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Thane Rosenbaum

The cover of this imaginative page-turner by Thane Rosenbaum, author of the memorable “Golems of Gotham,” is a photo of the bike and pedestrian lanes of the Brooklyn Bridge. The latter is both a symbol and a real span between the two lives led by the 12-year-old Sarah Stein. Because her artist-father in Manhattan and chocolate-maker mother in Brooklyn are divorcing, Sarah has to bike back and forth across the bridge between home visits.

Spunky Sarah tells her story in the first person, agonizing why her family is split, and both bored and perturbed by the judicial process – inept child psychologist, dumb court guardian, bumbling judge – that will ultimately decide her fate. Meanwhile, Sarah feels split in two.

This is the surface of the story. The rich undercoating, however, is Sarah’s unlikely friendship with a homeless, ex-firefighter named Clarence Wind, who is a magical pal, providing moral support and mystery for a little girl who has lost her family. Raggedy, alone, and with a black eye patch, Wind lives in a room in a wall of the Brooklyn Bridge that no one knows about.

Yes, Sarah is only 12, but her ability to observe and analyze makes her seems twice her age. In her sarcastic and perceptive take on marriage, she concludes: “I didn’t know that married people were supposed to make each other happy. I wasn’t happy all the time. Could I have left my parents and moved in with some other happier family?”

At the local firehouse, Sarah learns that her friend, Wind, was dismissed from the fire department for running away from a fire at the World Trade Center bombing in 1993. Somehow, though, this does not jibe with the personality of the amicable and kindly man. The mystery surrounding him continues, and we eventually learn more about him as the story propels forward.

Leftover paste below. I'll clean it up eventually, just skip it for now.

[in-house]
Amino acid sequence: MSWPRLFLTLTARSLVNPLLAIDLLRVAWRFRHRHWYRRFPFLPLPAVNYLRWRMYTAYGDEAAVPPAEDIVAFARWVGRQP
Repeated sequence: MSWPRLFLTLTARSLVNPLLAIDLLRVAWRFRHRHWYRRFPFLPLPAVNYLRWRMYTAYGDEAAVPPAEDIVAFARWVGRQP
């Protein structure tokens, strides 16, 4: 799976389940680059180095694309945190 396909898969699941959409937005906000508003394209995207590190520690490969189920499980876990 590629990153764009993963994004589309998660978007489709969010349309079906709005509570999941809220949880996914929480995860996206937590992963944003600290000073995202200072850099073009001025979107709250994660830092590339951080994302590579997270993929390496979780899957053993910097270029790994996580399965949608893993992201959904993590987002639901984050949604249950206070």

Wind is a kind of Elijah for Sarah, appearing incredibly at various places where the girl happens to be: as a waiter for Sarah’s mother’s housewarming party; a day later, ditto, at her father’s art show reception; and as a stenographer during her parents’ divorce hearing in court.

Another mysterious character in the novel is Sarah’s paternal grandmother, a child Holocaust survivor who always plays with her rosary beads. Now anyone familiar with Holocaust history would know at once that she was saved in a convent and was given the rosary as part of her Christian disguise. Sarah, however, only discovers this later.

Other coincidences abound that intersect with Sarah’s life. Grandma has known Wind, for he had been a doorman in her building. In her father’s apartment house, Sarah meets an elegant black man who looks exactly like Clarence Wind, but without the eye patch and better dressed. It turns out he is the homeless man’s twin brother.

In one hilarious scene worthy of the Marx Brothers, we see Sarah at school on Family Day, when both her parents come. Since the split, however, Sarah dresses funkily for her dad and lady-like for her mom, twin girl friends help her in switching outfits in the janitor’s closet. And guess who, magically, brought the outfits to school for Sarah?

The last scene at City Hall, where some of the novel’s diverse strands are brought together happily, is so exciting I imagined it as the end of a riveting film.

I cannot wait to see the movie.

The Stranger Within Sarah Stein, by Thane Rosenbaum, Texas Tech University Press, 148 pp., $19.95.